Constructing soft-matter cell models for studying cell migration
Tatsiana Lobovkina (Tanya) has a dream for the future: to understand how the molecular components of biological cells are orchestrated in response to external stimuli. Many biological processes such as wound healing, cancer metastasis, and chronic inflammatory diseases, all share a strong dependency upon the phenomenon of directed cell migration.
To date, the underlying mechanisms of such movement are poorly understood due to the complexity of biological systems, as well as limitations of the existing experimental methods. In her work, Tanya constructs novel cell model systems by dissecting the molecular components of cells, and building synthetic membrane analogues, to elucidate key aspects of cell movement.
The goal is to extract qualitative and quantitative understanding of complex cellular processes, which are difficult to obtain in native cell networks. Tanya’s long lasting interest and experience in biomimetic soft-matter systems, has origins tracing back to her PhD studies, which focused upon phenomenological responses of lipid membrane assemblies.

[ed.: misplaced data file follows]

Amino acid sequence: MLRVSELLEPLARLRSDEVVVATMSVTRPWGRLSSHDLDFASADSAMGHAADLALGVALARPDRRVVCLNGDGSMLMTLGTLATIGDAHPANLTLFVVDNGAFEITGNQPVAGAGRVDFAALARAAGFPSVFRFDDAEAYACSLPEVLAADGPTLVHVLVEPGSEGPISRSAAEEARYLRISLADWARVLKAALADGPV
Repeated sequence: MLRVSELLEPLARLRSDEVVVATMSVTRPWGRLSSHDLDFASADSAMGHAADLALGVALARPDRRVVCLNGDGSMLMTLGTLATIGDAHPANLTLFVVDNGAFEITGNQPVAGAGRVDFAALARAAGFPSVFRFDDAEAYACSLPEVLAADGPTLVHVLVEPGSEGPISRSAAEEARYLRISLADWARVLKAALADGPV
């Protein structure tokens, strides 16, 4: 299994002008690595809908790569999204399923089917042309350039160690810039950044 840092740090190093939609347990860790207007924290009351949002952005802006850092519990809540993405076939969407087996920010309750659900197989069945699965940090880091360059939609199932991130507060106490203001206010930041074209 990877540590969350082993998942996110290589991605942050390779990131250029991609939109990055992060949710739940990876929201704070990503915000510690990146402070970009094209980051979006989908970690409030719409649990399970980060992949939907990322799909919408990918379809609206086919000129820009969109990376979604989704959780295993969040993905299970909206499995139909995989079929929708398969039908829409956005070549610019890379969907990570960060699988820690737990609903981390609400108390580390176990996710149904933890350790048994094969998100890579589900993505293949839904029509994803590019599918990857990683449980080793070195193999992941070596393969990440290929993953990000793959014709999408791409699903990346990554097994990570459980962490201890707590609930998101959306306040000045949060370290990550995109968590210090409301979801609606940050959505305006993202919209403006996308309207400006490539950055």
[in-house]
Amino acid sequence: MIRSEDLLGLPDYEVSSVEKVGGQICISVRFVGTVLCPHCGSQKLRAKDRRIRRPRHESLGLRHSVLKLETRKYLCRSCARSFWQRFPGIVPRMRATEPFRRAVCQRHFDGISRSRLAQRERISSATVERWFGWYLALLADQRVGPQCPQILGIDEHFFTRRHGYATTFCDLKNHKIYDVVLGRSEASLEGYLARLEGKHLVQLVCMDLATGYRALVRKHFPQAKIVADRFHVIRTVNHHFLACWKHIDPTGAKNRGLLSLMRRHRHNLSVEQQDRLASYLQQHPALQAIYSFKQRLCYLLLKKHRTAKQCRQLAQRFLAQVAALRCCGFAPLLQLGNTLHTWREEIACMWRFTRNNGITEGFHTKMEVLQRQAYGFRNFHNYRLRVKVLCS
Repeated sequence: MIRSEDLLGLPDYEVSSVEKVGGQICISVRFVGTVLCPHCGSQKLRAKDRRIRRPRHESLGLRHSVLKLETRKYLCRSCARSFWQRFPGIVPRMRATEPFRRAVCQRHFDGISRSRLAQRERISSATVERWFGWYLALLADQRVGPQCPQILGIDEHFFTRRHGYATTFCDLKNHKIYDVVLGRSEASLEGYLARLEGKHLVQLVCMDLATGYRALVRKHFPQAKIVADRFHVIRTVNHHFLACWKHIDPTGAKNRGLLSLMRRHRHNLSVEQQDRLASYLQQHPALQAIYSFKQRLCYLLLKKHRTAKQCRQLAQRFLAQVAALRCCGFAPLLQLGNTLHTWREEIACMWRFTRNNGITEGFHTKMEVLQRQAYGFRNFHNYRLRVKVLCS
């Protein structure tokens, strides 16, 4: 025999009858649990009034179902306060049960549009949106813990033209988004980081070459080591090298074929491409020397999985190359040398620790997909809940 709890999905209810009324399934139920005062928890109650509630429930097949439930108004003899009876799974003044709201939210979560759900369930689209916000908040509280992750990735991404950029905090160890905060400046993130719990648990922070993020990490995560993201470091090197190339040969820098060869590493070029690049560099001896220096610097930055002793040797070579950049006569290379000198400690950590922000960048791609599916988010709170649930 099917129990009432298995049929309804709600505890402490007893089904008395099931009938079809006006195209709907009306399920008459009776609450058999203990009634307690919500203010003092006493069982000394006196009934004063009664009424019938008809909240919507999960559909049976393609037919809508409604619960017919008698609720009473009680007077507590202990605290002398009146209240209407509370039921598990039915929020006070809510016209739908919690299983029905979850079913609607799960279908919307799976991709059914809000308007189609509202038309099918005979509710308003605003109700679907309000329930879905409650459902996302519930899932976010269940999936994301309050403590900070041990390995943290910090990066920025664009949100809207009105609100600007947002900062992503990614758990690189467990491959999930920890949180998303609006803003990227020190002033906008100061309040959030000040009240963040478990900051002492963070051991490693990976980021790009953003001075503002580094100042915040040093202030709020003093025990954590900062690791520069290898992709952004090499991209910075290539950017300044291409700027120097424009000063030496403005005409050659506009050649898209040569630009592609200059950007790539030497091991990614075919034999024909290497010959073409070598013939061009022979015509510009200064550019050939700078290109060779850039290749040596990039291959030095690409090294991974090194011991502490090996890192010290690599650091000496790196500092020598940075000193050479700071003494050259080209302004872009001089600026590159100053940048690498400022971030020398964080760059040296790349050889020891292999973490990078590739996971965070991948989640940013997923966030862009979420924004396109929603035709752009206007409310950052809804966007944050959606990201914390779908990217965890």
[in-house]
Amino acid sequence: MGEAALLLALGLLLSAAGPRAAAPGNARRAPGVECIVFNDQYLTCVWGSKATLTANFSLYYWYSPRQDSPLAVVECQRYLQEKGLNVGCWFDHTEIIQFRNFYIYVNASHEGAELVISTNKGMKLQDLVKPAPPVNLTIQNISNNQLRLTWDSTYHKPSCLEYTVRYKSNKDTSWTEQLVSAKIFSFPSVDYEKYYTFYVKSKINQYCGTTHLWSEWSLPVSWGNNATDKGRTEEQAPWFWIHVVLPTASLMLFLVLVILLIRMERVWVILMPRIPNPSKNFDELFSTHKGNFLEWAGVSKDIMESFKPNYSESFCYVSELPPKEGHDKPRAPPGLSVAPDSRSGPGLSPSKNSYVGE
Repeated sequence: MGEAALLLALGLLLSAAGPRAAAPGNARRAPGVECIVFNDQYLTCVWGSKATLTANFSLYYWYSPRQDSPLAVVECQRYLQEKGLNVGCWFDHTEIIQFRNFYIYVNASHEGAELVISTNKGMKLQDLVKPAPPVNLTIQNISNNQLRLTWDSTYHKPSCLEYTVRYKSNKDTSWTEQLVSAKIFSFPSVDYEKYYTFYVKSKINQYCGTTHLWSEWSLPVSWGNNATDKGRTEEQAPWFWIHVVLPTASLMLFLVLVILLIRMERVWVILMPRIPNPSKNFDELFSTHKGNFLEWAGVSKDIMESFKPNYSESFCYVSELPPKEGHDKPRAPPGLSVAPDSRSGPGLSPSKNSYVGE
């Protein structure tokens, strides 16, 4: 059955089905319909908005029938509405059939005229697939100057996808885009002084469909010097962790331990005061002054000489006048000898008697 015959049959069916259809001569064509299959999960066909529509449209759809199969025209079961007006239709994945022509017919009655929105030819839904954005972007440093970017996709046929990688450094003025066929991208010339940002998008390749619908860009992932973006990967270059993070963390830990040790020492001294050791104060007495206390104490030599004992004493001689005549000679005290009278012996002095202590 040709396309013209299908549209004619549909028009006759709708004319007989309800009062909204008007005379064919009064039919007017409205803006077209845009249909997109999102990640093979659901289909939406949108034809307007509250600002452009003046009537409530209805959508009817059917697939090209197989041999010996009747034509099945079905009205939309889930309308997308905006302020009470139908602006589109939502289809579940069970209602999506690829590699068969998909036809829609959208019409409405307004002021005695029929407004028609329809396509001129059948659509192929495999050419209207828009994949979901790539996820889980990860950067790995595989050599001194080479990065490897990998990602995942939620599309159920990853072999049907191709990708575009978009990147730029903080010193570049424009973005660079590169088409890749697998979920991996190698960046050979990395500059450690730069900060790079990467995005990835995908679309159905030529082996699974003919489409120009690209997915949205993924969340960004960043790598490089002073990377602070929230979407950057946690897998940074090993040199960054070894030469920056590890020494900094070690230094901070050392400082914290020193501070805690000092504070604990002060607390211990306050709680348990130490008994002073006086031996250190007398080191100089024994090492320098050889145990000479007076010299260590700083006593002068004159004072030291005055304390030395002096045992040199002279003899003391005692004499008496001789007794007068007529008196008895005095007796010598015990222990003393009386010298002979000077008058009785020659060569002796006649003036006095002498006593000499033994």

The most exciting questions within the soft-matter field, centre around the fundamental knowledge about dynamic cellular processes, i.e. migration, shape changes, adhesion and growth. The key components directing such biological processes, namely DNA, proteins and cell membranes, have been mostly identified and are under regular investigation. However, the interplay between these components, particularly their temporal state changes, are largely unknown, especially in response to variances of internal and external cell conditions.
Fundamental research is societal investment, building a strong knowledge basis upon which to sculpt programs for more application driven developments. Tanya believes in the importance of such investments, to avoid the formation of knowledge gaps, as we redirect to a more application driven scientific community. Losses in the early stages have the potential to hinder the progress of and development of the scientists of tomorrow.
Chalmers has a mission to conduct internationally recognised education and research. It has recognised the value of supporting multidisciplinary basic science, upon which others can build and develop applied research programmes. Through careful nurture of this foundational science, knowledge can be disseminated to a broader audience, establishing Chalmers as a premier institute for both the present and the future.